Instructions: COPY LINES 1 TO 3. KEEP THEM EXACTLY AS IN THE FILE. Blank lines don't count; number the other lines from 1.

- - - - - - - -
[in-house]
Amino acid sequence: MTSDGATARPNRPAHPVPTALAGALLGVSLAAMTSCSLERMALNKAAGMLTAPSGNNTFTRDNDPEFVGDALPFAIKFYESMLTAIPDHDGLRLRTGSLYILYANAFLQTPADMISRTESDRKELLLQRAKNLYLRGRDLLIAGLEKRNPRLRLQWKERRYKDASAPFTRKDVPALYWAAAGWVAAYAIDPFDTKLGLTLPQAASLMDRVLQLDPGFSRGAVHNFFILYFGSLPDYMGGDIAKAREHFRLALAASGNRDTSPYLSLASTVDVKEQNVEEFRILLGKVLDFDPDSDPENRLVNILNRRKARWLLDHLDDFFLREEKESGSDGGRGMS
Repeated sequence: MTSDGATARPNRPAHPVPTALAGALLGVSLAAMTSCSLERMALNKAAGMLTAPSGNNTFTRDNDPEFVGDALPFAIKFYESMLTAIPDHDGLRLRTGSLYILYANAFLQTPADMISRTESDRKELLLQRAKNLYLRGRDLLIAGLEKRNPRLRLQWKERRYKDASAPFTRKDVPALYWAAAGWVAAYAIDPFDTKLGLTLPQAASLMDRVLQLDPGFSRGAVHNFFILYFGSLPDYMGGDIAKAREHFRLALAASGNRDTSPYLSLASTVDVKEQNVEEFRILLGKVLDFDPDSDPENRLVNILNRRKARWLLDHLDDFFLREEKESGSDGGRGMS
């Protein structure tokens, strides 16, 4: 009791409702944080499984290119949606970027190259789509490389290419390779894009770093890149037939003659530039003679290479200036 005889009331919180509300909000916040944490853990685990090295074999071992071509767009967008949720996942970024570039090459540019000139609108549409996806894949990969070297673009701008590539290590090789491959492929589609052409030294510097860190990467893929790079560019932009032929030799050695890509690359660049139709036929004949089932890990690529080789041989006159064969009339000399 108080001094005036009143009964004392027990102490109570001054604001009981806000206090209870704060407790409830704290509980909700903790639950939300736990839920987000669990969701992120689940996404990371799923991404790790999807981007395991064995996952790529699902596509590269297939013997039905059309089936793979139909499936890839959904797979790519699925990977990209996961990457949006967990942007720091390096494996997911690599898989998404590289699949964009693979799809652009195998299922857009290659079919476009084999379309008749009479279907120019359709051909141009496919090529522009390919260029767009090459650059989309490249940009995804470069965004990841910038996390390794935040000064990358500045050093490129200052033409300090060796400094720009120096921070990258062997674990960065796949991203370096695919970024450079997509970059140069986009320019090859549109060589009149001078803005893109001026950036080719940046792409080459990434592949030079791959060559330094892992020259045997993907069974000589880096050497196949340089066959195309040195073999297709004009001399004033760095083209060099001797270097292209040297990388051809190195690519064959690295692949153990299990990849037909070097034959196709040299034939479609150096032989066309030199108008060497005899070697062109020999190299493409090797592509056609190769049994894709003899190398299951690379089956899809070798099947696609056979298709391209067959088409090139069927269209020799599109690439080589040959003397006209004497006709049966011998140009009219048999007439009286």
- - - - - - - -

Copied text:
[in-house]
Amino acid sequence: MTSDGATARPNRPAHPVPTALAGALLGVSLAAMTSCSLERMALNKAAGMLTAPSGNNTFTRDNDPEFVGDALPFAIKFYESMLTAIPDHDGLRLRTGSLYILYANAFLQTPADMISRTESDRKELLLQRAKNLYLRGRDLLIAGLEKRNPRLRLQWKERRYKDASAPFTRKDVPALYWAAAGWVAAYAIDPFDTKLGLTLPQAASLMDRVLQLDPGFSRGAVHNFFILYFGSLPDYMGGDIAKAREHFRLALAASGNRDTSPYLSLASTVDVKEQNVEEFRILLGKVLDFDPDSDPENRLVNILNRRKARWLLDHLDDFFLREEKESGSDGGRGMS
Repeated sequence: MTSDGATARPNRPAHPVPTALAGALLGVSLAAMTSCSLERMALNKAAGMLTAPSGNNTFTRDNDPEFVGDALPFAIKFYESMLTAIPDHDGLRLRTGSLYILYANAFLQTPADMISRTESDRKELLLQRAKNLYLRGRDLLIAGLEKRNPRLRLQWKERRYKDASAPFTRKDVPALYWAAAGWVAAYAIDPFDTKLGLTLPQAASLMDRVLQLDPGFSRGAVHNFFILYFGSLPDYMGGDIAKAREHFRLALAASGNRDTSPYLSLASTVDVKEQNVEEFRILLGKVLDFDPDSDPENRLVNILNRRKARWLLDHLDDFFLREEKESGSDGGRGMS